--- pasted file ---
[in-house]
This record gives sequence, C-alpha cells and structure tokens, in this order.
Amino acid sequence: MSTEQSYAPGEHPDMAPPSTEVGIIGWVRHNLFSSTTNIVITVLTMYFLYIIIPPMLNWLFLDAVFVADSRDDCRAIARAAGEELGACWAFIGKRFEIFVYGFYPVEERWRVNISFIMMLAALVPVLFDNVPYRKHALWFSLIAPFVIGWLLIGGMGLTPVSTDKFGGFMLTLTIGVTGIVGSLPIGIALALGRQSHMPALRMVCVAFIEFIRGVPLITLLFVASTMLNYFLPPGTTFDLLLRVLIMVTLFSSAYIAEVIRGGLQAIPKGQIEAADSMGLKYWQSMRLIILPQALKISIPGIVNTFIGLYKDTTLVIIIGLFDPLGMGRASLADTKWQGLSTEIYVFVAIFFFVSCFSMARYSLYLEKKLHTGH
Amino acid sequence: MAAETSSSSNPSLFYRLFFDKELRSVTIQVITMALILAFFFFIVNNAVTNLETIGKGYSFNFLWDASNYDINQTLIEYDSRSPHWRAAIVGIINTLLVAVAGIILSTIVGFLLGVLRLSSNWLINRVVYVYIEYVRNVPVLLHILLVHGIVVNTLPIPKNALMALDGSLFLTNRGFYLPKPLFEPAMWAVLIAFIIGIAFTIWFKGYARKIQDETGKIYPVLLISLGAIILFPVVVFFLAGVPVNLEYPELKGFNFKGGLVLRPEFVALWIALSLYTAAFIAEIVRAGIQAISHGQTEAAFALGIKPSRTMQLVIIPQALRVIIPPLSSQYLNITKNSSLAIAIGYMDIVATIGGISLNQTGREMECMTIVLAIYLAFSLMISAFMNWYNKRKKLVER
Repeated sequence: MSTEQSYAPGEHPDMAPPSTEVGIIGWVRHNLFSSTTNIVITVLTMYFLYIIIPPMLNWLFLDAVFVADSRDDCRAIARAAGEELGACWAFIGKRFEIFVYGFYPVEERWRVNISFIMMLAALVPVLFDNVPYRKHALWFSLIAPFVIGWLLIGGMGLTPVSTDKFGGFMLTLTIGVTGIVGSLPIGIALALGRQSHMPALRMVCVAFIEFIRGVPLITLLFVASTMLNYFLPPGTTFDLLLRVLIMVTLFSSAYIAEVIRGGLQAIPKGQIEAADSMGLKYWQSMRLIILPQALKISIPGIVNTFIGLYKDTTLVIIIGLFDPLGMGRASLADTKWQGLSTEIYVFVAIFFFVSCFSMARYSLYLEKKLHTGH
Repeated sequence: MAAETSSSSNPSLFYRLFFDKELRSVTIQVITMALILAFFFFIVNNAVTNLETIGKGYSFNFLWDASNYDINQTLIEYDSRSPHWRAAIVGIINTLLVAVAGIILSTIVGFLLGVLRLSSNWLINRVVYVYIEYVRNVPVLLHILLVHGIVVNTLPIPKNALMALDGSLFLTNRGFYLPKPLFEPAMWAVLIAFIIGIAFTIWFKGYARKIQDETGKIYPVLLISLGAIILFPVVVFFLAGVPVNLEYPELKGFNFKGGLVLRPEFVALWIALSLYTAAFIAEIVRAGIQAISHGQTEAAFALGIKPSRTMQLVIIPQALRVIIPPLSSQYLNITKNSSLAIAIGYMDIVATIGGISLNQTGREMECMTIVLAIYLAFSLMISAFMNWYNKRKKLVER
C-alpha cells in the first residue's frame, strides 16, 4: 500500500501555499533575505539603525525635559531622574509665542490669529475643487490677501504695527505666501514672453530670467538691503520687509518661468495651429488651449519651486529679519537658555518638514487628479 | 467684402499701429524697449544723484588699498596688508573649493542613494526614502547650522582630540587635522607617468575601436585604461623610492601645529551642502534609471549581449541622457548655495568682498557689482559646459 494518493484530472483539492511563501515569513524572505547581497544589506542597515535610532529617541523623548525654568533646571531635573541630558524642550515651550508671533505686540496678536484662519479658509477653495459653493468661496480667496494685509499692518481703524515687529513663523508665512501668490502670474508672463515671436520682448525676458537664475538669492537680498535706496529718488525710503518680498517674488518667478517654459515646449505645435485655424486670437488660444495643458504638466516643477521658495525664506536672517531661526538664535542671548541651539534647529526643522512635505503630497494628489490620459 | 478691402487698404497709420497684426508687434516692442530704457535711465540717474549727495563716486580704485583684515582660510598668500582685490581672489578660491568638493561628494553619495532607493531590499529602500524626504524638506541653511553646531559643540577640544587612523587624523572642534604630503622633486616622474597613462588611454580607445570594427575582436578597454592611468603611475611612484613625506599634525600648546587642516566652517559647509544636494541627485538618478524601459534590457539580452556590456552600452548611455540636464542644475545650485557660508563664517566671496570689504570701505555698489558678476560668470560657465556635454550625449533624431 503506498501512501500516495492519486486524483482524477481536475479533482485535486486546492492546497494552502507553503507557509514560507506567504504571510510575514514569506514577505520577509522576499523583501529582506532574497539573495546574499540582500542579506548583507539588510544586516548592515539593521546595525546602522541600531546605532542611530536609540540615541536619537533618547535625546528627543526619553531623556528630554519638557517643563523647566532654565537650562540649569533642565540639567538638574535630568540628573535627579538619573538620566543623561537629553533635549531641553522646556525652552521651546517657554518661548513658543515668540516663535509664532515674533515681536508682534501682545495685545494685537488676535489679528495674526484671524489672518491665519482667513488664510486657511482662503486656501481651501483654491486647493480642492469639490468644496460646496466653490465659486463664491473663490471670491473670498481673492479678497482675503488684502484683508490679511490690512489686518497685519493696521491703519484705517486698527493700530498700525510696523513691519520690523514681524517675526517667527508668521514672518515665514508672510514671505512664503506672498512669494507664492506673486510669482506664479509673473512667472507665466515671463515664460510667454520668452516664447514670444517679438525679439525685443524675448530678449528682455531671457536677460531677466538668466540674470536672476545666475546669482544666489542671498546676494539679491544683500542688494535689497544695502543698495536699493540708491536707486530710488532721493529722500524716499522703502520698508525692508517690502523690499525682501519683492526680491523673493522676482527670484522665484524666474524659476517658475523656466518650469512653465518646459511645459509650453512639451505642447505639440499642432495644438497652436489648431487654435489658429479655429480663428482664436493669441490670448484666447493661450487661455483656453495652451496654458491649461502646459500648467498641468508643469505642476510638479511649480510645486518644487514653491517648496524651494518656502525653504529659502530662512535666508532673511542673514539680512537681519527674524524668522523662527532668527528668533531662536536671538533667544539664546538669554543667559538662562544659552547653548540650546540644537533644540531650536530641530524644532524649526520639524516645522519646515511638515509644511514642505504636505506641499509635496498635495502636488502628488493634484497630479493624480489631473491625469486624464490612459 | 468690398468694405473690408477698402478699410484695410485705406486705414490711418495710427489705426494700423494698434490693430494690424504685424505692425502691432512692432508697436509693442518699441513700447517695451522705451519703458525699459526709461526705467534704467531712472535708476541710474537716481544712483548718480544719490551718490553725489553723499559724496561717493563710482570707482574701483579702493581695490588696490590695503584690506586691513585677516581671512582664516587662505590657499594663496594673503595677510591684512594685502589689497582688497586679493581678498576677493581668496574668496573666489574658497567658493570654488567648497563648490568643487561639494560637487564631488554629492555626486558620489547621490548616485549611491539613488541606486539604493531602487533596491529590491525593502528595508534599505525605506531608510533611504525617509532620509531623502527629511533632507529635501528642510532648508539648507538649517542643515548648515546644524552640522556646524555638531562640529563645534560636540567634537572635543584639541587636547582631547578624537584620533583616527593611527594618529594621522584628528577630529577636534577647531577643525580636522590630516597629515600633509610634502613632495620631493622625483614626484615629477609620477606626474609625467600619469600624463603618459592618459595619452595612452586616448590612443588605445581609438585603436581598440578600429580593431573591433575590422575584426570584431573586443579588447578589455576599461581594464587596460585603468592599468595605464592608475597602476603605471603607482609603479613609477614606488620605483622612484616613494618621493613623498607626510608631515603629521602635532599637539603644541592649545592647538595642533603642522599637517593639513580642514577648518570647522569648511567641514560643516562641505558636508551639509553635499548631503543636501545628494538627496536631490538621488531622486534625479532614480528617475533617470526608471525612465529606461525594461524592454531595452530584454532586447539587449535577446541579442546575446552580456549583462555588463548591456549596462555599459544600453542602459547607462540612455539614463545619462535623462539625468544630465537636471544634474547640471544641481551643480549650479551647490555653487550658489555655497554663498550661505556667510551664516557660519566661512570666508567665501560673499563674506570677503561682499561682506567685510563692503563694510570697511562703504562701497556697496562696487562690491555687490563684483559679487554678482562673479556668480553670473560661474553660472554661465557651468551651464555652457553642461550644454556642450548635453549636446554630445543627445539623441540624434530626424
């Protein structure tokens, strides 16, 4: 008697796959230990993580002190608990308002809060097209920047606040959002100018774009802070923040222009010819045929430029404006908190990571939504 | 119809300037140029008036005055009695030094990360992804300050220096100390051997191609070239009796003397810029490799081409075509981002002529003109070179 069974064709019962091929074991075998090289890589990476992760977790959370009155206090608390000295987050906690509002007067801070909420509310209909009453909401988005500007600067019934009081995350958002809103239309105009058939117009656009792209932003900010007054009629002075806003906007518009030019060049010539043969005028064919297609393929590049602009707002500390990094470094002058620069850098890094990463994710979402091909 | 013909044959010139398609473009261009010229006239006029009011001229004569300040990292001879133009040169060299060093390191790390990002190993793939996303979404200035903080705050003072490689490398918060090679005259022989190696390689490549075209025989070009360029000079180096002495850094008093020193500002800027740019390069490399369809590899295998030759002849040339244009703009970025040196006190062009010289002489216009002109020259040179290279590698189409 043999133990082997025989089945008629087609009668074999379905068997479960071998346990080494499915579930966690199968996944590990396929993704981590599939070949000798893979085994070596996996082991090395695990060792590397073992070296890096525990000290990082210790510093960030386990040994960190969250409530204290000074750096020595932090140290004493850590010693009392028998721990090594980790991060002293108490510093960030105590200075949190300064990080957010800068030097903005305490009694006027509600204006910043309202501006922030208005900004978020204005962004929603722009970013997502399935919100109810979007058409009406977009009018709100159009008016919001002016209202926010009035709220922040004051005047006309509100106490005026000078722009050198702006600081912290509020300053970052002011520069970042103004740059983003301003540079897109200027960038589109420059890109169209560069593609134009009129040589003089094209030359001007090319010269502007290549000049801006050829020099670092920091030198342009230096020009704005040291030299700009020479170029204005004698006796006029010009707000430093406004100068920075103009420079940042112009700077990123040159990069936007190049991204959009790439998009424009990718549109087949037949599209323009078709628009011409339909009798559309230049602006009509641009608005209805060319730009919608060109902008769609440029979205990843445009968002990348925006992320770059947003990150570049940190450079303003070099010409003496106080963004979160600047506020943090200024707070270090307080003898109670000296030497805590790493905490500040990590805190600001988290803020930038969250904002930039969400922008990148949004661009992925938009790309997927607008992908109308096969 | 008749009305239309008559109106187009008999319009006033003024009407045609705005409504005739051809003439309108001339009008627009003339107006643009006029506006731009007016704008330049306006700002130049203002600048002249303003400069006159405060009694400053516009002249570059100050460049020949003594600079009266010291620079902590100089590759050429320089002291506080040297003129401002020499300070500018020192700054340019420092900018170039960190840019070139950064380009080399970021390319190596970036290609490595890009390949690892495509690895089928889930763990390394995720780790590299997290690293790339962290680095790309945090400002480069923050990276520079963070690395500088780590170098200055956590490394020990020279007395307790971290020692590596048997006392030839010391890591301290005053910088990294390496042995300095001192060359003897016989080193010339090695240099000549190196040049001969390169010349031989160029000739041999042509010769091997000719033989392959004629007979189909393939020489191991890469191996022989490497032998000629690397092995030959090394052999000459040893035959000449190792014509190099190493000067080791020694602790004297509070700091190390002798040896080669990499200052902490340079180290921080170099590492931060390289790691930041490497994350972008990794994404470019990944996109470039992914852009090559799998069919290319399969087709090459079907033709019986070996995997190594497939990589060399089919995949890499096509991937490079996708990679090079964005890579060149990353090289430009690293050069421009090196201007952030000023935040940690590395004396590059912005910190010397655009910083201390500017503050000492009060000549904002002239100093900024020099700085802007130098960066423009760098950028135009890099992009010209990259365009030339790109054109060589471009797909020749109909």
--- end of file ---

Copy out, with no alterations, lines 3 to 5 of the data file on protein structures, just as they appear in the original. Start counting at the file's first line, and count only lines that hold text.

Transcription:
Amino acid sequence: MSTEQSYAPGEHPDMAPPSTEVGIIGWVRHNLFSSTTNIVITVLTMYFLYIIIPPMLNWLFLDAVFVADSRDDCRAIARAAGEELGACWAFIGKRFEIFVYGFYPVEERWRVNISFIMMLAALVPVLFDNVPYRKHALWFSLIAPFVIGWLLIGGMGLTPVSTDKFGGFMLTLTIGVTGIVGSLPIGIALALGRQSHMPALRMVCVAFIEFIRGVPLITLLFVASTMLNYFLPPGTTFDLLLRVLIMVTLFSSAYIAEVIRGGLQAIPKGQIEAADSMGLKYWQSMRLIILPQALKISIPGIVNTFIGLYKDTTLVIIIGLFDPLGMGRASLADTKWQGLSTEIYVFVAIFFFVSCFSMARYSLYLEKKLHTGH
Amino acid sequence: MAAETSSSSNPSLFYRLFFDKELRSVTIQVITMALILAFFFFIVNNAVTNLETIGKGYSFNFLWDASNYDINQTLIEYDSRSPHWRAAIVGIINTLLVAVAGIILSTIVGFLLGVLRLSSNWLINRVVYVYIEYVRNVPVLLHILLVHGIVVNTLPIPKNALMALDGSLFLTNRGFYLPKPLFEPAMWAVLIAFIIGIAFTIWFKGYARKIQDETGKIYPVLLISLGAIILFPVVVFFLAGVPVNLEYPELKGFNFKGGLVLRPEFVALWIALSLYTAAFIAEIVRAGIQAISHGQTEAAFALGIKPSRTMQLVIIPQALRVIIPPLSSQYLNITKNSSLAIAIGYMDIVATIGGISLNQTGREMECMTIVLAIYLAFSLMISAFMNWYNKRKKLVER
Repeated sequence: MSTEQSYAPGEHPDMAPPSTEVGIIGWVRHNLFSSTTNIVITVLTMYFLYIIIPPMLNWLFLDAVFVADSRDDCRAIARAAGEELGACWAFIGKRFEIFVYGFYPVEERWRVNISFIMMLAALVPVLFDNVPYRKHALWFSLIAPFVIGWLLIGGMGLTPVSTDKFGGFMLTLTIGVTGIVGSLPIGIALALGRQSHMPALRMVCVAFIEFIRGVPLITLLFVASTMLNYFLPPGTTFDLLLRVLIMVTLFSSAYIAEVIRGGLQAIPKGQIEAADSMGLKYWQSMRLIILPQALKISIPGIVNTFIGLYKDTTLVIIIGLFDPLGMGRASLADTKWQGLSTEIYVFVAIFFFVSCFSMARYSLYLEKKLHTGH